I've just returned from three solo days in the UK. It was my first time traveling alone since Finje was born. As a woman who backpacked around the world for three years in her former years, adapting to travel with a young child took some serious getting used to.
We have flown to Australia three times in five years with Finje. We also travel together as a family fairly frequently to the UK. Despite this I have still managed to avoid the psychiatrist's couch! So far so good.
Things have changed since the barefoot crusades of my twenties. The mountain of stuff you end up schlepping on any journey with a small child in tow is not insubstantial. As a born light traveler it still makes me nervous.
But a hand-luggage only trip was not the main reason why my weekend in England made me feel so great. After three days I was as refreshed and revitalized as had I spent a fortnight being buffed and massaged to within an inch of my life in an overpriced health spa on the Baltic coast.
Fact is, from the moment I stepped out of the car and into the departure lounge at Hamburg airport I shook off my mother-skin, my wife-skin and returned to Suze.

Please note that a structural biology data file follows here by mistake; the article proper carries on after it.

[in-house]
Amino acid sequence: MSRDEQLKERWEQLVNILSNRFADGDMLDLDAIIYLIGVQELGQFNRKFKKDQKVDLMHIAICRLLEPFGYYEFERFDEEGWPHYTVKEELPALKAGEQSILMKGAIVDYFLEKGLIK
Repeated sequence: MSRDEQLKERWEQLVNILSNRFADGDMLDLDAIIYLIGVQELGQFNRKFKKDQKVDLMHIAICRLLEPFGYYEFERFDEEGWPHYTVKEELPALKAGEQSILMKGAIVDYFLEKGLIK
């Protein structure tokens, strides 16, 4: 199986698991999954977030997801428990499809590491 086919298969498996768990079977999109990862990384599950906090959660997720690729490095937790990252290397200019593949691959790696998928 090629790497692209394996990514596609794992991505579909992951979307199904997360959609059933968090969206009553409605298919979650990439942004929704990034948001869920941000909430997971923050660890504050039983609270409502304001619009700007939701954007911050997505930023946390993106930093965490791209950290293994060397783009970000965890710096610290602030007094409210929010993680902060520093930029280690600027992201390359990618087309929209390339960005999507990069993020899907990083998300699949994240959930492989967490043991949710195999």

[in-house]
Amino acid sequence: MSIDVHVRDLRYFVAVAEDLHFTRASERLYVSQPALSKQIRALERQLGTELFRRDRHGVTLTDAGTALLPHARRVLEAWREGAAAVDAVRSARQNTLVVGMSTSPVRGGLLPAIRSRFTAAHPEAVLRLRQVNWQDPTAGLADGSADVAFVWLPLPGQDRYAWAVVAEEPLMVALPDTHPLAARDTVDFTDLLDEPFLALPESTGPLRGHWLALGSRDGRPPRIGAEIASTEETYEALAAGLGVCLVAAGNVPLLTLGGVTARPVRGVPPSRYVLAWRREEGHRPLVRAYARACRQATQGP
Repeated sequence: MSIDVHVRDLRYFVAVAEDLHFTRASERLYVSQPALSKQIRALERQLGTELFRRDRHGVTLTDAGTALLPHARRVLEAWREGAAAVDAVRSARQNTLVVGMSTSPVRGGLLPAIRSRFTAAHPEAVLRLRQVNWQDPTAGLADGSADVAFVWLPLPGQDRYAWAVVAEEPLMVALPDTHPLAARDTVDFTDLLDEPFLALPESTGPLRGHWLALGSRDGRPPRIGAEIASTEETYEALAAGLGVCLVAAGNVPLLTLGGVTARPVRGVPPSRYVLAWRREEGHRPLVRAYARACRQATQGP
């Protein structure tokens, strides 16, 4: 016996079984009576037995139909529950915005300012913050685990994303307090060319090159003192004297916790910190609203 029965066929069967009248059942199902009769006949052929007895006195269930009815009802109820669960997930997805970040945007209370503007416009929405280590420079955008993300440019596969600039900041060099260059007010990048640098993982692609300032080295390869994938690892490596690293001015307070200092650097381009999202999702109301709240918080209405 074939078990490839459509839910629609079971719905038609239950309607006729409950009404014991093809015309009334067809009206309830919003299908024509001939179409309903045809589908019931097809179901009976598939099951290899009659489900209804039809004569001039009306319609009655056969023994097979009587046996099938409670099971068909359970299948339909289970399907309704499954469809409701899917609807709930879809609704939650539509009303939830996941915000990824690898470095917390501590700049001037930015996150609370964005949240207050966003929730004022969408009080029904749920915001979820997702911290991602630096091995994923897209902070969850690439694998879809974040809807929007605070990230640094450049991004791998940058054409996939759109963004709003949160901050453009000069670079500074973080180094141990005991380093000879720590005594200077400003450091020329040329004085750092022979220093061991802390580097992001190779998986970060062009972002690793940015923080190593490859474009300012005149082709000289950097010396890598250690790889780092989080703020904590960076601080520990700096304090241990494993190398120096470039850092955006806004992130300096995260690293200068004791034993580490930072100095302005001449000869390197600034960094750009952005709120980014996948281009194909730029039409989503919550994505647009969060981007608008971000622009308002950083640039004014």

It felt fantastic. And what is more, I didn't miss my daughter.
I thought about her a lot. We spoke every day. But I didn't really miss her.
So does that make me a heartless mother? Should I feel guilty? Is there some deep psychological meaning to my solitary pleasure?
Returning to Germany, Finje and my husband met me at the airport. In a scene that by rights should have involved tear-inducing background music and slow motion shots, Finje launched herself full pelt in my direction. It was like Lassie Come Home.
Not known for her outwardly obvious signs of affection, she hugged me with an enthusiasm I've rarely experienced. Almost sobbing with happiness, she told me how much she had missed me and how much she loved me. More than the biggest sandcastle in the world, apparently!
Her little face, strewn with tears got me all choked up. I was so glad to see her and her raw emotion was heart wrenching. My heart swelled with love.
But the fact remains, I had very much enjoyed three days without her.
So, should I feel guilty?